The soldier above all others prays for peace, for it is the soldier who must suffer and bear the deepest wounds and scars of war. General Douglas MacArthur
That thought of General McArthur’s had never occurred to me, but it makes perfect sense.
My father and his brother were both WWII vets. My father never spoke of his WWII experiences. I only found out what he did during WWII from his brother, my uncle, 14 years after my father died. My uncle never talked about his experience either until that conversation when he told me what my father did. I will just say my father saw action. My uncle told me that the thing he saw that most bothered him was seeing a death camp shortly after its liberation. The Americans really did march German locals through to show them what happened in such places. My uncle was one of those Americans. Come to think of it, that one conversation was the ONLY time my uncle ever discussed his experience during WWII. I hear it is very common for vets to say little or nothing at all because of the emotional scars they received.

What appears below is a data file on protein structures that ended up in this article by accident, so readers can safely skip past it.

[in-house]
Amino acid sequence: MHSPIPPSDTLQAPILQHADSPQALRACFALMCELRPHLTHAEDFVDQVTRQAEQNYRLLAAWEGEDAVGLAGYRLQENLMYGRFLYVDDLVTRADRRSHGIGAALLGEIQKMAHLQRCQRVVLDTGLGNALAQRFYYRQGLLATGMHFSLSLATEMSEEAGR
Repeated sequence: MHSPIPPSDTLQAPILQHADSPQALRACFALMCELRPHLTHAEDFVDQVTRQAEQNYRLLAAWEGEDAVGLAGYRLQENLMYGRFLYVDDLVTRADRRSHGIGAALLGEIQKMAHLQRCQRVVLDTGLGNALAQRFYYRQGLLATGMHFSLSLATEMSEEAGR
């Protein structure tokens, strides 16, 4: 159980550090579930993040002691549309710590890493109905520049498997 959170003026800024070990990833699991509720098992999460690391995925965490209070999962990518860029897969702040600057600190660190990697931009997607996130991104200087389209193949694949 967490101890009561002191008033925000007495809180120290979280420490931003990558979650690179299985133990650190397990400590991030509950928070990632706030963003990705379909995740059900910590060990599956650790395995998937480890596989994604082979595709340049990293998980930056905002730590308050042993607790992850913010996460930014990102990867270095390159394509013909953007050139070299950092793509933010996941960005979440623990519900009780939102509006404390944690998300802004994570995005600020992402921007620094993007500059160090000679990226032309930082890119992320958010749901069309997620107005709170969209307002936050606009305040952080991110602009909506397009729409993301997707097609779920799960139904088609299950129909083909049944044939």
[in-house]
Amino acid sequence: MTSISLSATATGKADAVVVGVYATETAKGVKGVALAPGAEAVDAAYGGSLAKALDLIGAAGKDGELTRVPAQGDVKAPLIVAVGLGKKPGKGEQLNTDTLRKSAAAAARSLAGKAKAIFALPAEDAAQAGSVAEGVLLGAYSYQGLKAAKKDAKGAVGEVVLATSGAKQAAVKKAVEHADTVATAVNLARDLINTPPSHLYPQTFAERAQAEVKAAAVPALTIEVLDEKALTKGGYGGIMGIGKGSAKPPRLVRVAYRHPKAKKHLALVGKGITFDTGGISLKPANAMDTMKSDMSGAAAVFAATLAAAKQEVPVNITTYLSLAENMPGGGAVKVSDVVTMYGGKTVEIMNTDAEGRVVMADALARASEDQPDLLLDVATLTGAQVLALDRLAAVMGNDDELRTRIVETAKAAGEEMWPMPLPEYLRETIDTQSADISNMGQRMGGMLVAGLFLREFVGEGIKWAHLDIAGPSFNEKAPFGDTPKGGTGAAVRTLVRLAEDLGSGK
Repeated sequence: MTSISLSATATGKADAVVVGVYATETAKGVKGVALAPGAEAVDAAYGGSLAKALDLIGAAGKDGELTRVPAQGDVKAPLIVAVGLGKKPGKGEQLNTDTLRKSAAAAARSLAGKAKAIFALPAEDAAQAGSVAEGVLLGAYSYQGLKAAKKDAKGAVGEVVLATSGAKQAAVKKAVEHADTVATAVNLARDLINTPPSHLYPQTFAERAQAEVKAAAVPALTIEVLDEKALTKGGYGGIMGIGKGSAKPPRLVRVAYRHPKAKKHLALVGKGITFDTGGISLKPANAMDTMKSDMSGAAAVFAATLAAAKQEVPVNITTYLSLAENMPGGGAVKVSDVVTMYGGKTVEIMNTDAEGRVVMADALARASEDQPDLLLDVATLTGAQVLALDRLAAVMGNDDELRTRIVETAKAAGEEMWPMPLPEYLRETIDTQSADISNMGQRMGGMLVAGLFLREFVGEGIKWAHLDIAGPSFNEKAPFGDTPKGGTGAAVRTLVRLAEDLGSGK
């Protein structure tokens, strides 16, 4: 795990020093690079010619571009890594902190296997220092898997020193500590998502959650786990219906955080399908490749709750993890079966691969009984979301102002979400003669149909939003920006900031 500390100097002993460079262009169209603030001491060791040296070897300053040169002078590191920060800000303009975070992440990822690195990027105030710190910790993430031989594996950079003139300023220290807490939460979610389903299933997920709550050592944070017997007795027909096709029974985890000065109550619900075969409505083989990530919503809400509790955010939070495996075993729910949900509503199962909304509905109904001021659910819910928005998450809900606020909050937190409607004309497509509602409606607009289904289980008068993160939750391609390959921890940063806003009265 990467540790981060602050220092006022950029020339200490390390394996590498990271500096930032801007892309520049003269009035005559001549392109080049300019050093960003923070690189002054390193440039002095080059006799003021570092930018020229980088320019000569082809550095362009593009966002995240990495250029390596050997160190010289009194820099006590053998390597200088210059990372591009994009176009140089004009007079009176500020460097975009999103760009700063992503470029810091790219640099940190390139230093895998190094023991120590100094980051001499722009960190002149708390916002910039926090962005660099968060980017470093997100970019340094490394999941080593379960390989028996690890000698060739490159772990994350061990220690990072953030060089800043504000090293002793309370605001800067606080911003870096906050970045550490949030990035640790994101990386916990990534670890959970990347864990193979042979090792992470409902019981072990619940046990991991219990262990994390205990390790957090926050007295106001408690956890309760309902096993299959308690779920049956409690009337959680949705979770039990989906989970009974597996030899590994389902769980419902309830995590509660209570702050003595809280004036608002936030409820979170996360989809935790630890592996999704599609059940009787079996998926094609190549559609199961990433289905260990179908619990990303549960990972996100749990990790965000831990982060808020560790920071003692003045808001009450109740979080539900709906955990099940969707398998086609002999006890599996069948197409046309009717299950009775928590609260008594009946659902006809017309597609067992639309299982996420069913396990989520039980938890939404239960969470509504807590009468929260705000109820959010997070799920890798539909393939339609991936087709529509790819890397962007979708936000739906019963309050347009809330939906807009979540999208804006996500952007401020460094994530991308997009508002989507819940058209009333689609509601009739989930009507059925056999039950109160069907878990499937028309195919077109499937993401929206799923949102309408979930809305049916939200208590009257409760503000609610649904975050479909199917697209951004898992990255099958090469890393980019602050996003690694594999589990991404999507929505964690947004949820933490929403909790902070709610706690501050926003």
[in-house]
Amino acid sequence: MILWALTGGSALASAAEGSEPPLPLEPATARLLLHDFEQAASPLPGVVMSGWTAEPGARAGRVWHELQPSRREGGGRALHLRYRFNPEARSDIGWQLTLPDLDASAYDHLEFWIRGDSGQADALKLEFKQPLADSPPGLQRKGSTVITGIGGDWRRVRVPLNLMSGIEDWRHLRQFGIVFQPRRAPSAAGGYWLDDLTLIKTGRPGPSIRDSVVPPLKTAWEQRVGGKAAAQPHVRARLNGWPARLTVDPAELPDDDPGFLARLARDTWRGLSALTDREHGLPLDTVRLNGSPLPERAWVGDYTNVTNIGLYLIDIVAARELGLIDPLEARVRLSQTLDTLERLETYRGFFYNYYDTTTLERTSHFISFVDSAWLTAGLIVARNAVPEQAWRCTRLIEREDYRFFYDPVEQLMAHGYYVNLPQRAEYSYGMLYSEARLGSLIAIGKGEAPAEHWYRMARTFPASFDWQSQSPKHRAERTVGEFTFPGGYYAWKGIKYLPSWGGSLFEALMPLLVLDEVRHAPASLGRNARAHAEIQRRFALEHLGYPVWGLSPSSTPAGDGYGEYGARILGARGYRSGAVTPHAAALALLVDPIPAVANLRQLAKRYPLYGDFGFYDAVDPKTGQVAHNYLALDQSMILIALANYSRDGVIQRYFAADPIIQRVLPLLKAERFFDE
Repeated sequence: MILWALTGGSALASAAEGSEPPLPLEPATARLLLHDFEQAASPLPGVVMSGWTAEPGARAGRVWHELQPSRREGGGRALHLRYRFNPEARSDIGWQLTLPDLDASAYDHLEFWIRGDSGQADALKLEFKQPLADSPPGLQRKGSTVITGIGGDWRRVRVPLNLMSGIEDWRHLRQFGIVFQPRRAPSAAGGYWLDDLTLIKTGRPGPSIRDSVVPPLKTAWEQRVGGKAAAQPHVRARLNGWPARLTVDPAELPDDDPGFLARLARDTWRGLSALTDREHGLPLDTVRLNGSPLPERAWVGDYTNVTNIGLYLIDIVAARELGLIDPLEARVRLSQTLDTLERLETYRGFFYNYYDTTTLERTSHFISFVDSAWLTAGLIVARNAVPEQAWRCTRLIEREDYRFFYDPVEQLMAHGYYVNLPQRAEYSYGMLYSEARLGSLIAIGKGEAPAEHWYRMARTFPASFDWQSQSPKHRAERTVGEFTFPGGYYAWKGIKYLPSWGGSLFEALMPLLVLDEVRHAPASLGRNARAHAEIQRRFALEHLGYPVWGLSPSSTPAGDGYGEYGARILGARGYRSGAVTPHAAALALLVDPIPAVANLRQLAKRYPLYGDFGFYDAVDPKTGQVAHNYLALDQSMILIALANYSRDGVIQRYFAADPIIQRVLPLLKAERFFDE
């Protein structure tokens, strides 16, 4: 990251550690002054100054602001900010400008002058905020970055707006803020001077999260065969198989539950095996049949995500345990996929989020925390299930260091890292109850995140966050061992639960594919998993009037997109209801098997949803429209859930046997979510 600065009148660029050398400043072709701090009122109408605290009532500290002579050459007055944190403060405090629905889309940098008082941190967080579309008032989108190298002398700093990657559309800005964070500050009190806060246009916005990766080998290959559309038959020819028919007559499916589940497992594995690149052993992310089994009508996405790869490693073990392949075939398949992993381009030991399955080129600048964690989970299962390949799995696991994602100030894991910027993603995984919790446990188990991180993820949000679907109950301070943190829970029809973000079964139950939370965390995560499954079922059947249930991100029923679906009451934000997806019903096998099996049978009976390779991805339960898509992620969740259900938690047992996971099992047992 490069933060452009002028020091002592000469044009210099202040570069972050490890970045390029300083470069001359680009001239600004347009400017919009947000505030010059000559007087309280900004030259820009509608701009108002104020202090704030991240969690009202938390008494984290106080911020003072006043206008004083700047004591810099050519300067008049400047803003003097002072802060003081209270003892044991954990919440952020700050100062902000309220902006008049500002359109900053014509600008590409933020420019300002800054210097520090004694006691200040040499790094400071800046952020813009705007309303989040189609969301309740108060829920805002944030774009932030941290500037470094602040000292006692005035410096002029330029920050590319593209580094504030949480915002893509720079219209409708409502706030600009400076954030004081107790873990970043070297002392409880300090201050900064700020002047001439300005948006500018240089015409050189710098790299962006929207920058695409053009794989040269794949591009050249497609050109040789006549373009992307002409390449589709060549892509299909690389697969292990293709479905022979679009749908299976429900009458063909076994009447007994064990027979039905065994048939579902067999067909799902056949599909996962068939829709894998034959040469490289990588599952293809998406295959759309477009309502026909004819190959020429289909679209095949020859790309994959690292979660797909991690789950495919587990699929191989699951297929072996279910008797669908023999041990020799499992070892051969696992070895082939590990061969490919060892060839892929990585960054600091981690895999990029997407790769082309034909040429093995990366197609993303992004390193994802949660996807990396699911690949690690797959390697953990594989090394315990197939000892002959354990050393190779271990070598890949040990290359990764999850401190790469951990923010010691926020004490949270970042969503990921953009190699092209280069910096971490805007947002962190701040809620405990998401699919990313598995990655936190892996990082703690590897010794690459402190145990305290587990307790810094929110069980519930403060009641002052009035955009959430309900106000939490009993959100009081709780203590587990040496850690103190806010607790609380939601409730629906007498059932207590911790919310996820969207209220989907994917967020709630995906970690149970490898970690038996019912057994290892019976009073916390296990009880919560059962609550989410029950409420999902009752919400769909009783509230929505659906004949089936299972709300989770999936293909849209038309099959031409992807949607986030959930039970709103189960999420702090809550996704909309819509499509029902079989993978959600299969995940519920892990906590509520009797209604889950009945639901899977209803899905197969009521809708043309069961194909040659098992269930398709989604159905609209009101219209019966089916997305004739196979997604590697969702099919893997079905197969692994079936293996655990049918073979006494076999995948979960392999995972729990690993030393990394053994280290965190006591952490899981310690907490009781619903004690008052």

David, you are right. So many WWII vets did not discuss their experiences. When I asked a number of my cousins about their fathers’ service, they too knew close to nothing. (My own father turned 18 after the war ended.) One of my uncles was in a battle whose details were marked as classified and it was declassified only shortly before he died not that many years ago. His wife and children knew nothing about what he went through until he shared information after declassification.
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